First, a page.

My child is returning to school in person after the initial virtual learning period expires. What can I do to keep him/her healthy and safe during the COVID-19 pandemic? We understand the anxiety and uncertainty you may have about sending your child back to school during the COVID-19 pandemic. Here are a few tips for helping keep your child safe and healthy during the COVID-19 pandemic.

  • Talk to your child about the importance of social distancing and wearing a mask when social distancing isn’t possible.
  • Have your child practice good hand hygiene and hand washing at home before the school year starts.
  • Clip a small bottle of hand sanitizer onto your child’s backpack to help ensure your child can sanitize his/her hands anytime.
  • Encourage your child to speak up if he/she is uncomfortable with a situation at school.
  • Provide a well-balanced and nutritious lunch for your child.
  • Ensure your child is receiving adequate sleep.
  • Continue to see your Kelsey-Seybold pediatrician for well visits and immunizations.

Is it safe to return to youth sports? Children’s Hospital of Philadelphia published a comprehensive guide for returning to youth sports. The guide is meant to compliment CDC recommendations and should not replace medical advice from your child’s physician.

Kelsey-Seybold’s pediatricians believe it is reasonably safe to return to youth sports. Sports such as tennis, golf, dance, and swimming pose less of a risk of COVID-19 transmission than high contact sports such as football and basketball. Those with family members at a high risk for COVID-19 complications may consider waiting to resume sports. If you have questions or concerns about your child resuming sports, contact your Kelsey-Seybold pediatrician.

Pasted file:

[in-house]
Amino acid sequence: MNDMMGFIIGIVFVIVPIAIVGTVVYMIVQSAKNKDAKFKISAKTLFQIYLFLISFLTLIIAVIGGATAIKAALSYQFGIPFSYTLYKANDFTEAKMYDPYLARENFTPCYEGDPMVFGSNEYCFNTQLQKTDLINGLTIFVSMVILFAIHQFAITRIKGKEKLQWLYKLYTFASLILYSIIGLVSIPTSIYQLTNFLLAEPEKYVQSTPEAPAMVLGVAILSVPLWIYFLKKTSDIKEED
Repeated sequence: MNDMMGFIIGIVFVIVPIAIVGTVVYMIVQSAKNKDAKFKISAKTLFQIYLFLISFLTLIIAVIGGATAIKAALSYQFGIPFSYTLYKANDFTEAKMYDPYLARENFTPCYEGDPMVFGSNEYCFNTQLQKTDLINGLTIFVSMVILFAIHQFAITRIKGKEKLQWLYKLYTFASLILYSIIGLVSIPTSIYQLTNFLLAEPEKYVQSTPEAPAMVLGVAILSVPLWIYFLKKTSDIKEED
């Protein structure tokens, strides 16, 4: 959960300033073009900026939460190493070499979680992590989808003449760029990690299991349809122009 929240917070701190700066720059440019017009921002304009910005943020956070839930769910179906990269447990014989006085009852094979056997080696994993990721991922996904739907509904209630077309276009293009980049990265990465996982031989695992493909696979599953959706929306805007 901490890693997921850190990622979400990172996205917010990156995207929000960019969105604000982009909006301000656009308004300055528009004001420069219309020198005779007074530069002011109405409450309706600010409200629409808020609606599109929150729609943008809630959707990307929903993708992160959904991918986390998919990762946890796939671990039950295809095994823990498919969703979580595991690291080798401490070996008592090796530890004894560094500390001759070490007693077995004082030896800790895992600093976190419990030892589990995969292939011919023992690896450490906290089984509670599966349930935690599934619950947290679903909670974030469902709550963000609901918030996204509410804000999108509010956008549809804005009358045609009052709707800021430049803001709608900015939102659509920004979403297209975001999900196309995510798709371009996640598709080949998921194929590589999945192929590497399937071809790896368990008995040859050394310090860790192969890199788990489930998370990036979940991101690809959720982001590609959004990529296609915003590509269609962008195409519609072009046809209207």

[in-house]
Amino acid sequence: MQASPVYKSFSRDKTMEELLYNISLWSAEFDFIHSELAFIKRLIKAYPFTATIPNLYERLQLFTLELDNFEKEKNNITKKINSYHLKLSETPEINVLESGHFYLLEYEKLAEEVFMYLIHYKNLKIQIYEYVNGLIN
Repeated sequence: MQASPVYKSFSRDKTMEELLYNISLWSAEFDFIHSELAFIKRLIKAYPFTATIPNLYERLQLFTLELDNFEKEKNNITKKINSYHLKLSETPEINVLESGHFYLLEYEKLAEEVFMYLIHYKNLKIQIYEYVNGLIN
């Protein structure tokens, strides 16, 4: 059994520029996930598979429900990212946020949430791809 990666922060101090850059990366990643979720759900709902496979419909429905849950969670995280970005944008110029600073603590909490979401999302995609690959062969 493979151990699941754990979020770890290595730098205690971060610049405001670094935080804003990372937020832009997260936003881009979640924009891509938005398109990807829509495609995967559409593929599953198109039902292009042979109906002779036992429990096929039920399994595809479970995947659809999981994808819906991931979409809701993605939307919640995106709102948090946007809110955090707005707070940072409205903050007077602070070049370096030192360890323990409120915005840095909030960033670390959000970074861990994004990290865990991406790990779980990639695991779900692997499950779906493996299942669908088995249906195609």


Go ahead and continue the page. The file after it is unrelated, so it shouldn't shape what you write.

What are the signs and symptoms of COVID-19 in children? When should I call my child’s pediatrician? Children can get sick with COVID-19. Symptoms of COVID-19 infection include fever, cough, poor appetite, fatigue, shortness of breath, muscle aches, headache, runny nose, sore throat, vomiting, diarrhea, and loss of sense of taste or smell. We are offering virtual health appointments for anyone with a fever to decide if they need to be tested for COVID-19. If your child tests negative for COVID-19 and their fever persists, we can examine them in the office.

My child has chronic respiratory conditions. Will wearing a mask to school make those conditions worse?  We encourage children ages 2 and older to wear a mask. There are very few situations where a mask may not be appropriate for a child. Many children are healthy and should wear a mask to help prevent the spread of COVID-19. Wearing a mask will not cause respiratory issues from preexisting conditions. See also Tips for Parents about Cloth Kids’ Masks

We hope the answers above bring comfort, clarity, and guidance to you and your family. If you have additional questions about COVID-19, please visit Kelsey-Seybold’s COVID-19 resource center on our website or contact your child’s pediatrician.

About the Authors:
Richard Byrd, M.D., is Chief of Kelsey-Seybold Clinic’s Pediatric Department and a board-certified pediatrician at Kelsey-Seybold who cares for patients at the Sienna Clinic. He’s a Fellow of the American Academy of Pediatrics.

Associate Chiefs of Pediatrics
Jessica Lanerie, M.D., is an Associate Chief of Kelsey-Seybold’s Pediatric Department and a board-certified pediatrician at Kelsey-Seybold who cares for patients at the Sienna Clinic. She’s a Fellow of the American Academy of Pediatrics.

Suma Manjunath, M.D., is an Associate Chief of Kelsey-Seybold’s Pediatric Department and is a board-certified pediatrician at Kelsey-Seybold who cares for patients at the Pearland Clinic. She’s a Fellow of the American Academy of Pediatrics.

Kara Carter, M.D., is a board-certified pediatrician at Kelsey-Seybold who cares for patients at the Katy Clinic. She’s a Fellow of the American Academy of Pediatrics.